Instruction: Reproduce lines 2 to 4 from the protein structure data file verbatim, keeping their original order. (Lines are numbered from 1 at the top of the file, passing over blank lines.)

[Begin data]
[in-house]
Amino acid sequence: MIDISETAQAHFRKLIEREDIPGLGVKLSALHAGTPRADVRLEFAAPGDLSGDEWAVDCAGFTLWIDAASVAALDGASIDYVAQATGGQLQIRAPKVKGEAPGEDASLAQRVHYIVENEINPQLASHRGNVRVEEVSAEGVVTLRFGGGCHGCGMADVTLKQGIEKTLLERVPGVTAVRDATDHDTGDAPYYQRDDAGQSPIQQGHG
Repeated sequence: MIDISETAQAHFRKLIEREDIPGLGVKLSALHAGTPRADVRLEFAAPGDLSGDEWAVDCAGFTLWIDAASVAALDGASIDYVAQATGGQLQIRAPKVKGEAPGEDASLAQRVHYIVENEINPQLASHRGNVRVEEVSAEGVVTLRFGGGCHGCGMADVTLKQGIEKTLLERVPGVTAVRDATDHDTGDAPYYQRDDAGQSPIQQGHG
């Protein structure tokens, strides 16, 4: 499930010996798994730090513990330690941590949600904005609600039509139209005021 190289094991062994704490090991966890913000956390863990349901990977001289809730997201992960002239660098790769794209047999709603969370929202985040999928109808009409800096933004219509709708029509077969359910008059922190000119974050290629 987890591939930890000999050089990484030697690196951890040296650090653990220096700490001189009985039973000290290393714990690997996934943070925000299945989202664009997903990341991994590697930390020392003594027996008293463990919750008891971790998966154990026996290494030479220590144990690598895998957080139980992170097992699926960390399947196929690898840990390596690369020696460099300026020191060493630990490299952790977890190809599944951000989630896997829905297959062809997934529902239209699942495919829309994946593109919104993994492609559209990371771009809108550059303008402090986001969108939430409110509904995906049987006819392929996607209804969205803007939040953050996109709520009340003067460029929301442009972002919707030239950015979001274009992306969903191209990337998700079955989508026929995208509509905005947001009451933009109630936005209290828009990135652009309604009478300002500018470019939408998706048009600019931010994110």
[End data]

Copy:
Amino acid sequence: MIDISETAQAHFRKLIEREDIPGLGVKLSALHAGTPRADVRLEFAAPGDLSGDEWAVDCAGFTLWIDAASVAALDGASIDYVAQATGGQLQIRAPKVKGEAPGEDASLAQRVHYIVENEINPQLASHRGNVRVEEVSAEGVVTLRFGGGCHGCGMADVTLKQGIEKTLLERVPGVTAVRDATDHDTGDAPYYQRDDAGQSPIQQGHG
Repeated sequence: MIDISETAQAHFRKLIEREDIPGLGVKLSALHAGTPRADVRLEFAAPGDLSGDEWAVDCAGFTLWIDAASVAALDGASIDYVAQATGGQLQIRAPKVKGEAPGEDASLAQRVHYIVENEINPQLASHRGNVRVEEVSAEGVVTLRFGGGCHGCGMADVTLKQGIEKTLLERVPGVTAVRDATDHDTGDAPYYQRDDAGQSPIQQGHG
């Protein structure tokens, strides 16, 4: 499930010996798994730090513990330690941590949600904005609600039509139209005021 190289094991062994704490090991966890913000956390863990349901990977001289809730997201992960002239660098790769794209047999709603969370929202985040999928109808009409800096933004219509709708029509077969359910008059922190000119974050290629 987890591939930890000999050089990484030697690196951890040296650090653990220096700490001189009985039973000290290393714990690997996934943070925000299945989202664009997903990341991994590697930390020392003594027996008293463990919750008891971790998966154990026996290494030479220590144990690598895998957080139980992170097992699926960390399947196929690898840990390596690369020696460099300026020191060493630990490299952790977890190809599944951000989630896997829905297959062809997934529902239209699942495919829309994946593109919104993994492609559209990371771009809108550059303008402090986001969108939430409110509904995906049987006819392929996607209804969205803007939040953050996109709520009340003067460029929301442009972002919707030239950015979001274009992306969903191209990337998700079955989508026929995208509509905005947001009451933009109630936005209290828009990135652009309604009478300002500018470019939408998706048009600019931010994110």